China will "facilitate" the planting of genetically modified corn and other plants on an industrial scale in the next five years, officials said, after not authorising any new commercial GM crops for a decade.
The controversial science is a key trade issue with the US, whose biotechnology giant Monsanto is a global leader in the field, while its rival Syngenta has agreed a $43 billion takeover offer by Chinese state-owned firm ChemChina.
Only two GM crops are currently commercially cultivated in the country -- a type of cotton approved in 1996, and a virus resistant papaya authorised in 2006.
GM soya, corn, cotton and rape can be imported as raw materials and as ingredients in processed products. Processed sugar beet imports are also allowed.
Beijing is pro-biotechnology as it has long been concerned over the world's most populous country's ability to feed itself -- a fear that factored into the introduction of its controversial one-child policy.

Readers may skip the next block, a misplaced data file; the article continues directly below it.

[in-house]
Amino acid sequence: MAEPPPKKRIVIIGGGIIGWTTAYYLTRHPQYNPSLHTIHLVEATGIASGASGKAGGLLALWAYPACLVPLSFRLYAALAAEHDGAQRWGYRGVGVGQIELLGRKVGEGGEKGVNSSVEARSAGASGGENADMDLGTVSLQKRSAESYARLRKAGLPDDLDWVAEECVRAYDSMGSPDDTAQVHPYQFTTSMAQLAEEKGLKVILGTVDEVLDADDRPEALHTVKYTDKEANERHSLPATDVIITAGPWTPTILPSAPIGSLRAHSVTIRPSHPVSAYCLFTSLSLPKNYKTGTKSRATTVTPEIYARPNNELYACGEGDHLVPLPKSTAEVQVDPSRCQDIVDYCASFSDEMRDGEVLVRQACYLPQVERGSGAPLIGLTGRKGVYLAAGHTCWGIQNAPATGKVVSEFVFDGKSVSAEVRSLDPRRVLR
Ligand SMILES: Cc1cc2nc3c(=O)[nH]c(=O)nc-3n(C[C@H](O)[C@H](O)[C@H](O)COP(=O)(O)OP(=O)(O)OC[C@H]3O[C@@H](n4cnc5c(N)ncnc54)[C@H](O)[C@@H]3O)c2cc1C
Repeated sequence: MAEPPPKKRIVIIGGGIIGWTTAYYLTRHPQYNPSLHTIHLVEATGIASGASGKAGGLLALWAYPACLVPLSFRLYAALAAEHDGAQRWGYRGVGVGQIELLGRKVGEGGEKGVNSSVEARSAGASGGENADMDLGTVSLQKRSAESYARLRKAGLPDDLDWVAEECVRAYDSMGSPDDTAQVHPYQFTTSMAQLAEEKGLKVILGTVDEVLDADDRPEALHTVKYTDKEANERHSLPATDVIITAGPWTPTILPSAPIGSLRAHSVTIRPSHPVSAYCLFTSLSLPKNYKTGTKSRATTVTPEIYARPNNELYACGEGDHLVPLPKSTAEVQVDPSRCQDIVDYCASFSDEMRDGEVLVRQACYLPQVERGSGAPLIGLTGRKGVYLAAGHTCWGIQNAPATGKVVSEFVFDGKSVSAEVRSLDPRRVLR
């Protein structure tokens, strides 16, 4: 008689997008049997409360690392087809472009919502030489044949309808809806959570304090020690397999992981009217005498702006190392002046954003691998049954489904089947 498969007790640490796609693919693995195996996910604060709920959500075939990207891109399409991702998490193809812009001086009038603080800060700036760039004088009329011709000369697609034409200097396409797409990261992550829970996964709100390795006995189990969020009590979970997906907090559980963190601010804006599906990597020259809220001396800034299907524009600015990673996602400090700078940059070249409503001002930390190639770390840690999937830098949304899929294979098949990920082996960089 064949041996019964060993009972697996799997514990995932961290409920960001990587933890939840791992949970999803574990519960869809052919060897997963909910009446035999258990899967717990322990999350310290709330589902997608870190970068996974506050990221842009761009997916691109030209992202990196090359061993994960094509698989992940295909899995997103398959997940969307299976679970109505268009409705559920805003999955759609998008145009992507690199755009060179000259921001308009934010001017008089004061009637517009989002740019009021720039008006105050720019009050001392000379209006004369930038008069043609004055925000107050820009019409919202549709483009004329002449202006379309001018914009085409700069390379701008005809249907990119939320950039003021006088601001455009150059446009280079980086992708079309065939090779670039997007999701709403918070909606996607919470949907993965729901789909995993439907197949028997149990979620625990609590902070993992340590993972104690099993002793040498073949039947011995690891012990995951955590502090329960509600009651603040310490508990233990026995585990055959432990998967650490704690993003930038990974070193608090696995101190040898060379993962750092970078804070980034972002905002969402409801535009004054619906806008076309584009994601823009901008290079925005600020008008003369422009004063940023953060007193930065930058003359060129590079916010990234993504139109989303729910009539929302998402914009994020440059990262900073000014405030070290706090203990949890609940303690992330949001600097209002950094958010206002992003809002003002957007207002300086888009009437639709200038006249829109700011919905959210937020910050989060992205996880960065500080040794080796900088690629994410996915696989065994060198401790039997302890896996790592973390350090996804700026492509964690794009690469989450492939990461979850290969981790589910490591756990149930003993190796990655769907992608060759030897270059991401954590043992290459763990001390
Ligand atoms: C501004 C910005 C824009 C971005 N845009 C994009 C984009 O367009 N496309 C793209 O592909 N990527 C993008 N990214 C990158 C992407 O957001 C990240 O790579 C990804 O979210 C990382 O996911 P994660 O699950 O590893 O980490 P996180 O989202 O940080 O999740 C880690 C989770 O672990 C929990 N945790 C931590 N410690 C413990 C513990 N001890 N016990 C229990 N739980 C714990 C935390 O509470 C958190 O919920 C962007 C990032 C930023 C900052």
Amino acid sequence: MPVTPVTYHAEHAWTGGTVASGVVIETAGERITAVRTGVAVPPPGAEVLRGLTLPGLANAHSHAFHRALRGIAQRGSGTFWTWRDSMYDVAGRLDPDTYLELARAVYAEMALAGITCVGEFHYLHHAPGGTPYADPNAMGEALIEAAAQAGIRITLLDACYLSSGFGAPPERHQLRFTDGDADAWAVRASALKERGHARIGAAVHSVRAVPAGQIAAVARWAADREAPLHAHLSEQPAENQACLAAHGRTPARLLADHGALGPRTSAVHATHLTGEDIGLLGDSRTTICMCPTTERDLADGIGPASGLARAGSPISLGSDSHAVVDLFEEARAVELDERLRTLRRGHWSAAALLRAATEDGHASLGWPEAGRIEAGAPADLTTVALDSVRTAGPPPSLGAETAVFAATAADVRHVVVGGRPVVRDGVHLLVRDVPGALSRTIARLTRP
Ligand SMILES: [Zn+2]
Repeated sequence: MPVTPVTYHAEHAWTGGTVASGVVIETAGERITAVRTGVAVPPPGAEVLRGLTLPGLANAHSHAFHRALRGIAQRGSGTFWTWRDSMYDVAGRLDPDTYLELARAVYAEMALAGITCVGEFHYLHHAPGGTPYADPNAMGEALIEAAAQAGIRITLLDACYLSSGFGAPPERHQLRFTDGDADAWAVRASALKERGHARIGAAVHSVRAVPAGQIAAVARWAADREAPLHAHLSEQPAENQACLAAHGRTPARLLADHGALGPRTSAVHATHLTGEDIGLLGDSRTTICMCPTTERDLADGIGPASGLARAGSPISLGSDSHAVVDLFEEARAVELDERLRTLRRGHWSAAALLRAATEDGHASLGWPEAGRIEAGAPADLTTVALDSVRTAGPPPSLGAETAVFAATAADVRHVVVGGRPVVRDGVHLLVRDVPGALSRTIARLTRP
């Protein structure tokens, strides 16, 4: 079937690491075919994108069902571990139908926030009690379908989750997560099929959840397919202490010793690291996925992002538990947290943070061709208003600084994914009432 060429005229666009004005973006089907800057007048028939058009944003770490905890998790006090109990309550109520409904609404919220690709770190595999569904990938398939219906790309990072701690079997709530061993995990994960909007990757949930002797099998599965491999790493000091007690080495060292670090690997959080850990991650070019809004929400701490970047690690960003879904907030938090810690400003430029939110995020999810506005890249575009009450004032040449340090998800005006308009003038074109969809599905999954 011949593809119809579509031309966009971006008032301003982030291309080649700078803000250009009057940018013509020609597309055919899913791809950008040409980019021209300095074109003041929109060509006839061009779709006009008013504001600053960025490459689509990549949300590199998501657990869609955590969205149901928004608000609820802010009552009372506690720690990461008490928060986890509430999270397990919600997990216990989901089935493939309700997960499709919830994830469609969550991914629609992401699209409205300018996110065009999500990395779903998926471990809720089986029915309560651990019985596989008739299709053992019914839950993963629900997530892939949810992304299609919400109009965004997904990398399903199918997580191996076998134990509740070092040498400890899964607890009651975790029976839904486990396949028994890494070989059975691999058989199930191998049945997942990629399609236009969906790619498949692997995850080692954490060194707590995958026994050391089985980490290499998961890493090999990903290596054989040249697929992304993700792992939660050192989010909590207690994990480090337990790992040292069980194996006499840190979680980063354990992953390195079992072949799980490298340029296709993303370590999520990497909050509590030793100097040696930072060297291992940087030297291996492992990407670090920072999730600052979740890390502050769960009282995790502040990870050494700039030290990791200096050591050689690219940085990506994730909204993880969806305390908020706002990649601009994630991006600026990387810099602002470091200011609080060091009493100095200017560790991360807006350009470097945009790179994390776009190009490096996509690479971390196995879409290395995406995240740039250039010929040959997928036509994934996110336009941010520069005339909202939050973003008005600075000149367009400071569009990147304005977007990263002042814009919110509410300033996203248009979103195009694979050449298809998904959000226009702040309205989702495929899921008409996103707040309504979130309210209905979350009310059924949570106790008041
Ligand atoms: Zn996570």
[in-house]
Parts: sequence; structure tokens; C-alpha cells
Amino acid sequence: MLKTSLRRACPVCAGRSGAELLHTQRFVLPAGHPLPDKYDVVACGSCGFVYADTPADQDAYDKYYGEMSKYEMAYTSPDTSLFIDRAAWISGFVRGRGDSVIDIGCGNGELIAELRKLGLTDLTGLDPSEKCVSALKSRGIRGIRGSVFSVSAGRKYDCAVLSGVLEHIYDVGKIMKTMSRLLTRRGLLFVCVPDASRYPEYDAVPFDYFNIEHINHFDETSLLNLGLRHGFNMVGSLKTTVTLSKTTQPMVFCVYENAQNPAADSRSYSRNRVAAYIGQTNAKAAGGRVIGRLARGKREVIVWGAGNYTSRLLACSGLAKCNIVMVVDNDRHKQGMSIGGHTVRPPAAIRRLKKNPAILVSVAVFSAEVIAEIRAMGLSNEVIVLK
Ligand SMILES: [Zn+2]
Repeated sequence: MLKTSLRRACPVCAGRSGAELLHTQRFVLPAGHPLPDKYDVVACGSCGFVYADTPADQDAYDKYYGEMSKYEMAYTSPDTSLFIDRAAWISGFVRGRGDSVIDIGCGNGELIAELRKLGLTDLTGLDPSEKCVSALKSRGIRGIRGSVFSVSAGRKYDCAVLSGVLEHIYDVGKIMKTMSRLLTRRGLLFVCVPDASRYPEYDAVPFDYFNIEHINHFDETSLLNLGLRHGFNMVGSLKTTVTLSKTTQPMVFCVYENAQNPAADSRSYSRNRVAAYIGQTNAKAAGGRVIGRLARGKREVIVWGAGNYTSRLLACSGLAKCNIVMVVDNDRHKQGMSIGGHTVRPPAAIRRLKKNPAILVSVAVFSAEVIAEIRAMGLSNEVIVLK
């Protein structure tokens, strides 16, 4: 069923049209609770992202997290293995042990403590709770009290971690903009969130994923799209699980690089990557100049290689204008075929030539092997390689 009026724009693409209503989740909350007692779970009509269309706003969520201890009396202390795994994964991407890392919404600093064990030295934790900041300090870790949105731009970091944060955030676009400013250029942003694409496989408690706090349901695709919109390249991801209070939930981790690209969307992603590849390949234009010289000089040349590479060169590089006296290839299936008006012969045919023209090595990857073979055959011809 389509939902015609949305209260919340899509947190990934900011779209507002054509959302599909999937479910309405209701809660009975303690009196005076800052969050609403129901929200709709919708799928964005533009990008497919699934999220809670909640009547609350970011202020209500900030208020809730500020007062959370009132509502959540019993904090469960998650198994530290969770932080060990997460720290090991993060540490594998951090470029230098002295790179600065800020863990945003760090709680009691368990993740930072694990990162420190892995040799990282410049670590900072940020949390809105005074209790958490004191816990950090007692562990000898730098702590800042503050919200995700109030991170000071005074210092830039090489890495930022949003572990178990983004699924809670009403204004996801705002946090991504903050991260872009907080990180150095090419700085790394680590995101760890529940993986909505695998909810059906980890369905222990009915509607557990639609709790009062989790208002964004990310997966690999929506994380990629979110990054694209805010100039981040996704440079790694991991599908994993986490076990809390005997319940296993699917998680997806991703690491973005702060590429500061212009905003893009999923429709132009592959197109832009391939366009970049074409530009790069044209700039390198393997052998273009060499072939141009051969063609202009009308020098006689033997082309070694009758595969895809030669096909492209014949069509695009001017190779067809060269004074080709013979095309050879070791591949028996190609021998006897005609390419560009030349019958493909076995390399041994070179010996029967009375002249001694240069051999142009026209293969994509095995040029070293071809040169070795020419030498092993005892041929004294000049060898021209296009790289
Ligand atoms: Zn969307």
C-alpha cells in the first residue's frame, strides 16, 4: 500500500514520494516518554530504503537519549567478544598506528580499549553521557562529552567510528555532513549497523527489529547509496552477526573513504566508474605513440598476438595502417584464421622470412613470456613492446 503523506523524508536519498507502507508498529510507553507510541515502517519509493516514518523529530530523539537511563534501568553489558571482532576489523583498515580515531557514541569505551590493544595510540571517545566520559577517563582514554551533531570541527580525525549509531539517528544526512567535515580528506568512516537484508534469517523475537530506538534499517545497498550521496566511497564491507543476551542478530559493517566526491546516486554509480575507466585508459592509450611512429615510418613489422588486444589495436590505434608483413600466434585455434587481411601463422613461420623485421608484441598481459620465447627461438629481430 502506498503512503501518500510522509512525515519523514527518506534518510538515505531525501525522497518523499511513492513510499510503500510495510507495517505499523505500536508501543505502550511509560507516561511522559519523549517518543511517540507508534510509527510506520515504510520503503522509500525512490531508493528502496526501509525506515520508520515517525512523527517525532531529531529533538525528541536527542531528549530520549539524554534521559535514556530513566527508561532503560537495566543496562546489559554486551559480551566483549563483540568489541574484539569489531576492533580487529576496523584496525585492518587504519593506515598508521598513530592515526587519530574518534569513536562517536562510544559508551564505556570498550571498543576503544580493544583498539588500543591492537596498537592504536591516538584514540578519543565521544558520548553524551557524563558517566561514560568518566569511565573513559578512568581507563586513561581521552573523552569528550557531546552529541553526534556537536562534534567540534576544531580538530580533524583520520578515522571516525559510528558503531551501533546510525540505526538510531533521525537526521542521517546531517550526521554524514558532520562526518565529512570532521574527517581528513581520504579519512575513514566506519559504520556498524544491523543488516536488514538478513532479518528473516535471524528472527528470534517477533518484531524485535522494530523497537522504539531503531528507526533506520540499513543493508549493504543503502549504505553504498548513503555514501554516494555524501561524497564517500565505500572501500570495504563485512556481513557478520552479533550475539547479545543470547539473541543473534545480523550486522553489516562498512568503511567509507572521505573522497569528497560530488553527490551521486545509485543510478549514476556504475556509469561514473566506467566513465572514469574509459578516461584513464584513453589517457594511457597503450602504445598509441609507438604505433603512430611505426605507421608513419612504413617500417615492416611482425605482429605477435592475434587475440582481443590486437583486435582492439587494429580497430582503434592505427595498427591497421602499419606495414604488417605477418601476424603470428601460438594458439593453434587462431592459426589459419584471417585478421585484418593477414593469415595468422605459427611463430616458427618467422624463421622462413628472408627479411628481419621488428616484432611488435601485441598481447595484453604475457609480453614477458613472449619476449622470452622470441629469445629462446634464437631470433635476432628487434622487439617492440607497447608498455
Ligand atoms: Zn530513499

But large-scale cultivation of GM crops remains sensitive as environmentalists and some scientists warn against the technology's as-yet-unknown long-term consequences for biodiversity and human health.
"During the 13th five-year plan, we will... push forward the industrialisation of major products including new types of insect-resistant cotton and corn," Liao Xiyuan, a senior official with the Chinese agriculture ministry, told reporters.
Corn is the top grain in China by both production and sown area -- much of it used for animal feed -- with rice only in second place, followed by wheat, official data shows.
The government will continue research on GM rice and wheat over the next five years, Liao said at a press conference Wednesday.
GM crops are sometimes found being grown illegally in the country and Liao said had authorities "rooted out" GM rice in the central province of Hubei. Last year they also destroyed a total of 73 hectares of GM corn in several areas.
"Sporadic illegal planting of (GM crops) does exist in some areas and we will crack down harshly on it," Liao said.